When he saw Goodman in the conference room, Brett decided to be respectful. He shook her hand and took a seat. His lawyer, Mike Demetrio, appeared to immerse himself in a magazine but was listening carefully, ready to object at any moment.

"Mr. Van Bortel, my name is Ann Goodman, I'm one of the attorneys representing USAir in this matter."

Reading from a lengthy script of questions, Goodman robotically moved from topic to topic, asking Brett about his homes, mortgages, educational background, even what medicine he was taking.

"Did you marry a woman by the name of Joan Lahart, correct?"

"Joan Elizabeth Lahart," Brett said.

"What was it that attracted you to Joan?"

"I don't know that I could put that in a nutshell," Brett said. "It would be a combination of many things, but I thought she was a very beautiful woman and a very strong-willed and motivated woman."

Goodman asked about Joan's hobbies, whether they went to football games, how much they paid for the house on Riedy Road. She asked Brett to describe the last time he had seen Joan and how he found out about the crash.

"It was our ritual for me to drop her off at the train station in Lisle for her 6:20 train, which I did that morning."

"What did you say to her, and she say to you?"

"I think I just said 'Love you and goodbye.' " Brett started to cry.

"Did you talk to her during the course of the day?"

He nodded.

Goodman asked about every painful detail, what they said when they spoke that afternoon, how he heard about the crash, when he called USAir, when he got confirmation she had been on the plane and when he received Joan's remains. Then she asked about Brett's visits to a psychologist.

"Did Dr. Pimental help you?"

"In some ways, but ultimately, no."

"How was she able to help you?"

"I would say helping me understand myself better and my reaction to it, but I ultimately came to the conclusion that no one but God was ever going to change what happened, and talking about it would not help me."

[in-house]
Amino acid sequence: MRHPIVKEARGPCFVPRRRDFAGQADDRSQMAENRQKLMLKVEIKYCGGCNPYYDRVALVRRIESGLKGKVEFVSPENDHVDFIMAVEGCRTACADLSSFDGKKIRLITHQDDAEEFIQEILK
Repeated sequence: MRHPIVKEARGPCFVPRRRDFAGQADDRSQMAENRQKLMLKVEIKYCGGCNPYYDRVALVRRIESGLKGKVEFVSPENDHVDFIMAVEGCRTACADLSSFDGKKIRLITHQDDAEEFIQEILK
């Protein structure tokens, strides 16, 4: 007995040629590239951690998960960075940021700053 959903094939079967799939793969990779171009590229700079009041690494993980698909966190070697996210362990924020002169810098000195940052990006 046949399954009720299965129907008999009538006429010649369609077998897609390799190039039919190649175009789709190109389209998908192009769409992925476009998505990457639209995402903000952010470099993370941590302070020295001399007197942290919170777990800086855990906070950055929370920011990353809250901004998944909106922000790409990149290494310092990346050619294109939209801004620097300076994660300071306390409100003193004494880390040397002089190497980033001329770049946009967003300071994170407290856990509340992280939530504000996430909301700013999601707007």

Goodman shifted gears again.

"How would you describe your marriage to her?"

"Excellent. We got along like best friends. I was very fortunate. I don't know why or how it happened, but I was one of the people that had one of the very good ones. I was very lucky."

"Did you plan to have any children?"

"Yes."

"Had you made any attempts to start a family?"

"No."

"Were you waiting for a certain period of time?"

"Yes."

"How long had you planned on waiting?"

"About another year."

"How would you describe your physical relationship with Joan?"

"Very good. I don't know, kind of guess I'm uncomfortable describing it. It was very good."

"You had normal sexual relations with her?"

"Yes."

Additional Information

National Transportation Safety Board
USAir Flight 427 Accident Investigation Docket Web site

The following documents are in the Adobe Portable Document Format (PDF) and require the free Acrobat Reader 3.0 or later from Adobe for viewing.

"On a regular basis?"

"Yes."

"What was the frequency?"

Brett looked at his lawyer to see if he would object. When he did not, Brett looked back at Goodman, pitying her for having to ask such a question. She probably goes home and hates herself, Brett thought.

Realizing that he had no choice, he gave her the answer.

Goodman asked who did the cleaning at their house, who took out the garbage, who did the laundry, who shoveled snow off the driveway, who did the grocery shopping, who did the cooking, who did the dishes. Who paid the bills? Did he have his bank statements from 1994? How much was the electric bill? The gas bill? How was Joan's health? Did she smoke? How much did she drink? How much did she weigh? Was she ever convicted of a felony or a misdemeanor?

Brett answered them all.

"Do you have any plans to remarry?"

"No."

Page3 Part Four: Rules of engagement
28 Seconds